Saturday, November 27, 2010

"I am an economist and I am here to classify your unemployment status...Oh, you already are getting re-training on your own? I am going to have to go back and research this to see if in theory you are making the right decision!"

     There is lots of discussion in the economic blogoshpere about the nature of unemployment in the US.  Are workers skills still relevant and all is needed is an increase in demand for what they do/did to get them back to work in the same or similar jobs (Demand-side argument). Or has the nature of today's jobs, and the skills needed to do them, changed such that worker skills are obsolete and not applicable to the current and future work force (Supply-side argument)?
     As the ivory tower academics and Washington policy makers talk amongst themselves, this article suggests people are are not waiting around for someone to tell them what classification of unemployment they fit into.  Enrollment in community colleges is up sharply as people upgrade skills or, more likely, re-train for a career that is  altogether different from what they were doing.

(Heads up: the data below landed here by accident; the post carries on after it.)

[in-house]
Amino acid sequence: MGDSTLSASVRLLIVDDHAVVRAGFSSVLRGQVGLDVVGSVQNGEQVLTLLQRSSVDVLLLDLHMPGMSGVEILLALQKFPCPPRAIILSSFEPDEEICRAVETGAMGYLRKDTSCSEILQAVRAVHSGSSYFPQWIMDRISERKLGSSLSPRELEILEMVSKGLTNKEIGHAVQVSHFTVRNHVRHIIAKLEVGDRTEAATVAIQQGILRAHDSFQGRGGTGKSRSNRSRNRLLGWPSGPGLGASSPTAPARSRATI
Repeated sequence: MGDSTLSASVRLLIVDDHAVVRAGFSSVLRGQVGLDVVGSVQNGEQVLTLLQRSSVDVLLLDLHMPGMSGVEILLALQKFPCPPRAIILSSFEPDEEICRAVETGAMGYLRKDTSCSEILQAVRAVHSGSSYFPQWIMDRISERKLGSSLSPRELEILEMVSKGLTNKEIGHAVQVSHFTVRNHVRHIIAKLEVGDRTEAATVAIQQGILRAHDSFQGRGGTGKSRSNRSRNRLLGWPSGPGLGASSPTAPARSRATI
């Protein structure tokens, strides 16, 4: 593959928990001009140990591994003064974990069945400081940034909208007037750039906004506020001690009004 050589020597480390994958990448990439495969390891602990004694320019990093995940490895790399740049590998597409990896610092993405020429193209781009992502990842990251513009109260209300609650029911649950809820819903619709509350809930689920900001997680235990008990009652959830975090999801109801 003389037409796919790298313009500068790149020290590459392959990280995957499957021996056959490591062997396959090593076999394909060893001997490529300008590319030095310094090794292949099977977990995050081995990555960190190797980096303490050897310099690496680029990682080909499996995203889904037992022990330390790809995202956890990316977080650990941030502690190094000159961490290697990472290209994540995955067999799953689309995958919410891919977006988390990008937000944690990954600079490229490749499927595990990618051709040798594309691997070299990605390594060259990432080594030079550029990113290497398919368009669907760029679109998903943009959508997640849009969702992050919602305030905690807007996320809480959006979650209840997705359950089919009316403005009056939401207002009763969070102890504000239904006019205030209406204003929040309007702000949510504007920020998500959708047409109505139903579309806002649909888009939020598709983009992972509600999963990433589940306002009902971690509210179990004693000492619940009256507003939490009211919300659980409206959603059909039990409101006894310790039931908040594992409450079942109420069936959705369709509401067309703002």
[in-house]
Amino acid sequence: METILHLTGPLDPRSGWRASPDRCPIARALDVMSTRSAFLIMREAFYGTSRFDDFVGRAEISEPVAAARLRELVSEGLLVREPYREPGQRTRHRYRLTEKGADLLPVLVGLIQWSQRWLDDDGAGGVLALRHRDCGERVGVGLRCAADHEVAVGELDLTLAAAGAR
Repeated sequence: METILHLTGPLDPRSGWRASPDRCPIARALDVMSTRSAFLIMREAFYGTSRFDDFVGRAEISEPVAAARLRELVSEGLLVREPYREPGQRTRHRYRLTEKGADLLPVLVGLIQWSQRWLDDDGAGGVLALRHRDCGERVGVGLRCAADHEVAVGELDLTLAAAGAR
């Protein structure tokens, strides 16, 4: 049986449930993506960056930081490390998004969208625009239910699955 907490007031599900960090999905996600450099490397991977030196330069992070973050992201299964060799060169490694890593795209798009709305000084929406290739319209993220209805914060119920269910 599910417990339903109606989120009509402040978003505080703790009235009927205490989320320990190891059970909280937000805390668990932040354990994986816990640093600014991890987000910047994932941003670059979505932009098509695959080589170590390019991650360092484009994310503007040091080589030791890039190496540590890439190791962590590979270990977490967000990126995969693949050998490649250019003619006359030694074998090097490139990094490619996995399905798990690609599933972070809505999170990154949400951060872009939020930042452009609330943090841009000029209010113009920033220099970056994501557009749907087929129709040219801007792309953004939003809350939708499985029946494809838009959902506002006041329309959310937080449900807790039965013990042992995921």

Washington Post: Workers seek new skills at community colleges, but classes are full


In one small anatomy lab, there's a craps dealer training to become an anesthetist, a cocktail waitress who wants to be a dental hygienist, and a former stripper seeking to become a nurse.


"People are always going to be going to the dentist," explained Misty Stevenson, 36, the aspiring hygienist, a mother of three and a cocktail waitress for 16 years, explaining her career choice after her income plunged during the downturn.


The trouble is getting a seat in class.
All over the United States, community college enrollments have surged with unemployed and underemployed people seeking new skills.
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